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Stakeholder frustration builds over pending Tigo-Airtel Ghana merger

Ghana , 15 Sep 2017

Stakeholder frustration builds over pending Tigo-Airtel Ghana merger

Adding to mounting dissatisfaction among stakeholders over delays, the proposed merger between Airtel Ghana and Tigo is being held back because several processes still need to be completed and additional information is required for review, according to Ghana's National Communications Authority (NCA).

The NCA confirmed that both companies want to go ahead with the merger, announced in March, and the delay had nothing to do with either party wanting to back out of the deal.

The regulator said it has requested additional undisclosed information for review, which sources say covers the fate of the government's 25% stake in Airtel.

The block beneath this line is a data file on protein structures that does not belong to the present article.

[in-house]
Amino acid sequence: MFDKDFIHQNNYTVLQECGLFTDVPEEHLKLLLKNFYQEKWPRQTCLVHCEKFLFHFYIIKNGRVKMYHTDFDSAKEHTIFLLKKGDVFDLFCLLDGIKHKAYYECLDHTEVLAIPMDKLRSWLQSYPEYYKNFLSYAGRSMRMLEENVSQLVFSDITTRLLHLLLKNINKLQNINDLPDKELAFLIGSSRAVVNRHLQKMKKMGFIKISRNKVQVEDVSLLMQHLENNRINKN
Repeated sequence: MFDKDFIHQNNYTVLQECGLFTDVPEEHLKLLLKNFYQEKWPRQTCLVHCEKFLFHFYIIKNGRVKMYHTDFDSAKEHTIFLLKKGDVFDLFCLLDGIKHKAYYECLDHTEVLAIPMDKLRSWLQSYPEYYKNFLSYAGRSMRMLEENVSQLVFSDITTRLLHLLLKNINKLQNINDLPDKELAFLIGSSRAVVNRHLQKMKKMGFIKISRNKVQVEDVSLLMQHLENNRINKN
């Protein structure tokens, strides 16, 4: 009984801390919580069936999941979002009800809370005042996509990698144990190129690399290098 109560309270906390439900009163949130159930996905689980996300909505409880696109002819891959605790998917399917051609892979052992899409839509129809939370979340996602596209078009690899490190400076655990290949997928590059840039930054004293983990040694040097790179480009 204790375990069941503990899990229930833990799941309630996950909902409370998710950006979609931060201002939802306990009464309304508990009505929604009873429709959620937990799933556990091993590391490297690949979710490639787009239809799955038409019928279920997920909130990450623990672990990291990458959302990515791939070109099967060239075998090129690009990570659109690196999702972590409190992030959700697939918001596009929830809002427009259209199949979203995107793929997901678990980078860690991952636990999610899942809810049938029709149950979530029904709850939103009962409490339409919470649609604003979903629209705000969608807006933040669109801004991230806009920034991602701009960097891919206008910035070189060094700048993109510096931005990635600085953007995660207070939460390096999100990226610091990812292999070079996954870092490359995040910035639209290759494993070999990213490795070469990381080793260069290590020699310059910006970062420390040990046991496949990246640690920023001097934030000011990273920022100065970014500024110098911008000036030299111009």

There is also speculation over who would fill the position as MD of the new venture, with local media reporting Roshi Motman, CEO of Tigo, as the most likely candidate.

This has fuelled further speculation over the future of Airtel's management structure, currently headed up by Managing Director Lucy Quist.

According to figures released by the NCA, once the merger is approved, the new venture will emerge as the second largest operator in Ghana (behind MTN).

Local news outlets have reported that the government is demanding a stake in the new company prior to final approval.

Ten years ago the government sold 75% of its shares in Westel to MTC Group which operated Zain. Zain was later acquired by Airtel in 2010.

Over the years, the government held a 25% stake in Airtel through the Ghana National Petroleum Corporation.

There are also concerns regarding spectrum utilisation should the merger be approved.

The NCA will decide whether to allow the new company to utilise the spectrums currently held by Airtel and Tigo, or allow the new outfit to choose one of the spectrums, or to withdraw both spectrums thus compelling the new outfit to apply (and pay) for a new spectrum.

This last option is entirely legal action if the NCA decides to enforce the 'non-transferable' clause in its spectrum allocation terms.

The NCA is not responded to requests for comment.

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